Dr. Boyd believes that each person experiences various thoughts, feelings and beliefs about what they may be going through. We each have a different “reproductive story” and when the story changes due to complications or unexpected thoughts and feelings, we experience a type of trauma or loss. RT’s can cause emotional, physical, and financial hardships. Many individuals feel alone, hopeless, overwhelmed, angry or fearful when these issues arise. Moreover, many families and individuals experience emotional and psychological and marital distress when dealing with these traumas. Her practices aims to educate professionals in the community about reproductive trauma, as well as treat the individuals and families struggling with some type of RT.
When facing reproductive challenges like infertility, miscarriage, high-risk pregnancy/delivery, pregnancy loss, SIDS, postpartum depression/anxiety, and menopause, many women and families experience profound distress. They describe feelings of being alone, anxious, angry, and sad. They are often very confused by medical jargon and do not know what to believe. They get upset about their bodies, and/or minds “not working right”. Sometimes there are also feelings of guilt around making certain medical decisions. For these reasons, women and families very often need help and support on a physical, emotional and relational level.
Trauma is further defined by the following:
*an event or feeling that goes beyond the range of usual human experience
*it is overwhelming physically or emotionally, or both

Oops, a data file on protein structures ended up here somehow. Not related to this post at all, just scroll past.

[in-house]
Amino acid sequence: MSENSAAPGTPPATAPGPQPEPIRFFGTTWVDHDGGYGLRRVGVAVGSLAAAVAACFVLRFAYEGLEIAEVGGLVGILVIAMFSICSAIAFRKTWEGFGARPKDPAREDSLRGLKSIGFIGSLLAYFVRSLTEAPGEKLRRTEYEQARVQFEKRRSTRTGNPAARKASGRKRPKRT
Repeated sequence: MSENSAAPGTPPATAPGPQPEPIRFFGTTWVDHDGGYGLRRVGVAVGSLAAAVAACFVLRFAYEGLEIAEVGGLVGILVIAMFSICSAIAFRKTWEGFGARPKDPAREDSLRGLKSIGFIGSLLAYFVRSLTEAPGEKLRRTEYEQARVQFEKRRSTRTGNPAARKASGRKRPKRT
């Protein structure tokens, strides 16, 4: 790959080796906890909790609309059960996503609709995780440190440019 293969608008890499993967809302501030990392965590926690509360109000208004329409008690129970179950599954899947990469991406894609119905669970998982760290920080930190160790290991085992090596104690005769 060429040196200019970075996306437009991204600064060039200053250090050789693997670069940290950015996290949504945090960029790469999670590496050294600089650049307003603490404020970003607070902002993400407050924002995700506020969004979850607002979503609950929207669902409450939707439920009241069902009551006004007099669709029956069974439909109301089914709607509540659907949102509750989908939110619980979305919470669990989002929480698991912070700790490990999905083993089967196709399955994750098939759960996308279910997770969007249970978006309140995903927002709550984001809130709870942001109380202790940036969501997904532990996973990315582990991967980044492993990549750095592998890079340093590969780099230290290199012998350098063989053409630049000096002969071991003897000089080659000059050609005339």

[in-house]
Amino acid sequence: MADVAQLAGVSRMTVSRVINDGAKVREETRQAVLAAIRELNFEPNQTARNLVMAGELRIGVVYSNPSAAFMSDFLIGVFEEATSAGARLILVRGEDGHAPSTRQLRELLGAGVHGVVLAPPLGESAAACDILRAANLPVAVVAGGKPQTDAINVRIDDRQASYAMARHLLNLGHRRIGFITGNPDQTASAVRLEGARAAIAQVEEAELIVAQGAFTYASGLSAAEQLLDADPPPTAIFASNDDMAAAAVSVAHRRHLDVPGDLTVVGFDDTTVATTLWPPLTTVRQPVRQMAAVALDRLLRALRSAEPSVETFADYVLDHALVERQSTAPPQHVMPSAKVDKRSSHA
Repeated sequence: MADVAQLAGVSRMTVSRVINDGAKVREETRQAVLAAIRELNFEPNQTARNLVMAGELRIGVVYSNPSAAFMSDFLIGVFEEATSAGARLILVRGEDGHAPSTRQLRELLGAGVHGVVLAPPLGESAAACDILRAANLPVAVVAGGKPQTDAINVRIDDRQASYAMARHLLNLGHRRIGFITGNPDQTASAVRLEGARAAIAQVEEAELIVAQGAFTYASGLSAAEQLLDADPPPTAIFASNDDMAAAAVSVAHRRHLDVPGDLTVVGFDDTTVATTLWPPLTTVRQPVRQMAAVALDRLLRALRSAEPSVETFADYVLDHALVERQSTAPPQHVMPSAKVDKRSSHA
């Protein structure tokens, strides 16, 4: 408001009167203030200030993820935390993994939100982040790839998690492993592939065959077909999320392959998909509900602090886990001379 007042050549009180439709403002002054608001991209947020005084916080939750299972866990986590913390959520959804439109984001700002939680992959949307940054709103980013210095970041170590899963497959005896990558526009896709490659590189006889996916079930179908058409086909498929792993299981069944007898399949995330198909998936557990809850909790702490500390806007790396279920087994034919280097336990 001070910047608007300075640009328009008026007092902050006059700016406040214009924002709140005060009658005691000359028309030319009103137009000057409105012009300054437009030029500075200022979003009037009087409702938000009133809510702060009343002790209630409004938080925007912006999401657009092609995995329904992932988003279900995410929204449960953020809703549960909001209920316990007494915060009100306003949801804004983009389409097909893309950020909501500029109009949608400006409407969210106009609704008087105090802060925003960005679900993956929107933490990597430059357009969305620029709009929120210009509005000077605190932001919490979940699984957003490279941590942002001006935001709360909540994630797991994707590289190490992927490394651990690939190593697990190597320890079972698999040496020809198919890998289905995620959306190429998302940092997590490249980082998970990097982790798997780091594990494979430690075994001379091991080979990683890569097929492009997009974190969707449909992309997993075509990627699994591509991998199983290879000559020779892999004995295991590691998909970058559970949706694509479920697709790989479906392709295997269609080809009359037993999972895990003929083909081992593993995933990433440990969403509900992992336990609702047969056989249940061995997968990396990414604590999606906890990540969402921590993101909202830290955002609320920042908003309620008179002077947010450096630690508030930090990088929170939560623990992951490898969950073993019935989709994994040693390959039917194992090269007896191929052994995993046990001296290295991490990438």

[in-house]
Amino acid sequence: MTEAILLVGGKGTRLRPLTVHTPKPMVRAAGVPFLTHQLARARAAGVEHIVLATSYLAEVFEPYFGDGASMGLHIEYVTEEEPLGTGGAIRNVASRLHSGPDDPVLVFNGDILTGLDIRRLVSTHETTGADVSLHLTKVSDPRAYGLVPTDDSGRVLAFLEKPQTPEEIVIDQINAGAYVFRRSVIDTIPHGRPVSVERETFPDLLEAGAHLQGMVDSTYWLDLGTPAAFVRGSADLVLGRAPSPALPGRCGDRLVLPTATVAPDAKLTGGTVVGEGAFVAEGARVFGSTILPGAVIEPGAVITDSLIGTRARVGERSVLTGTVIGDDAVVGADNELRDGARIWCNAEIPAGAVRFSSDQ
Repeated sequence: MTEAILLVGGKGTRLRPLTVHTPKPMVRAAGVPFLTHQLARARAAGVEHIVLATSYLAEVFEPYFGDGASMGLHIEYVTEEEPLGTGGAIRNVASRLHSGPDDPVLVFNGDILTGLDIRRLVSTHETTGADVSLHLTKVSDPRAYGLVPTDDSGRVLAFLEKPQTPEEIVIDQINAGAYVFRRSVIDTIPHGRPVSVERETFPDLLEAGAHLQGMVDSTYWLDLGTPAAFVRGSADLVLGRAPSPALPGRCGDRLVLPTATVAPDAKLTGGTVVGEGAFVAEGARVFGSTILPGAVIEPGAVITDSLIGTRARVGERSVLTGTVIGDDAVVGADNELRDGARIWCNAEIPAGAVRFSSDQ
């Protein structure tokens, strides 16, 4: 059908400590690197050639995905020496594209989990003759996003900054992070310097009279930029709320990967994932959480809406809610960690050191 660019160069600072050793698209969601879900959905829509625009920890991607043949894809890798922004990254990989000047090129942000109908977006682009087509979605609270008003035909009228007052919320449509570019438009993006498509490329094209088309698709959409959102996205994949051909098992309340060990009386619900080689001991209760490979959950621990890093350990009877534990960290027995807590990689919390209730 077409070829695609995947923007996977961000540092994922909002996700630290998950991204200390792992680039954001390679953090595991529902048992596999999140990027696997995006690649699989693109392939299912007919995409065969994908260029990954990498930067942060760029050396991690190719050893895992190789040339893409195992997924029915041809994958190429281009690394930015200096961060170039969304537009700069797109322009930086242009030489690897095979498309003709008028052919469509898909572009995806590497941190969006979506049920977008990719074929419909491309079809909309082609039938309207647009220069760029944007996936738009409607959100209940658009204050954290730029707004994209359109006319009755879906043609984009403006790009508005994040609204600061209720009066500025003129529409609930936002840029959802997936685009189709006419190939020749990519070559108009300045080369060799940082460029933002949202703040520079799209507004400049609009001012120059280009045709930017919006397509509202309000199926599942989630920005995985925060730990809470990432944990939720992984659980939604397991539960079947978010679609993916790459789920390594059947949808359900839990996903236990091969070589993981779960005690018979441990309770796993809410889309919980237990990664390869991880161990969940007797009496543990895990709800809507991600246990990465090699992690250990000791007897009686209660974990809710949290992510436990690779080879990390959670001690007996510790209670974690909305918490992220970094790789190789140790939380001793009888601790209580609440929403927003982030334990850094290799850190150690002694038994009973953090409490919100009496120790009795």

*a threat to your physical integrity or that of a loved one *may be the result of a single devastating event or a series of events that gradually build up and overwhelm you.
As a way of coping with the trauma, you may re-experience the events in flashbacks, nitemares, intrusive and obsessive thoughts, hypersensitivity to certain people, places and events, irritability, feelings of being out of control, numbness, withdrawal, depression and anxiety.
Therapy and reproductive counseling can help people understand and learn to accept their feelings and experiences. Therapists often become advocates, especially with spouses and family members. Therapy can also guide and direct people to accurate up-to-date resources and information. Often the literature and media can be very frightening and confusing. The therapy office is a place where these thoughts and feelings can be openly shared. A therapist can help with difficult decision-making, reduction of stress, exploration of options, and learning adaptive coping skills.
Reproductive Trauma is a term that has been introduced by my colleagues Dr's. David and Martha Diamond and Dr. Janet Jaffe at the Center for Reproductive Psychology In San Diego, California (www.reproductivepsych.com)
The following has been adapted from their innovative and inspiring work in the area of reproductive trauma. I would like to recognize and thank them for involving, teaching, guiding and supporting me and many others with the most rewarding work in the area of Reproductive Trauma.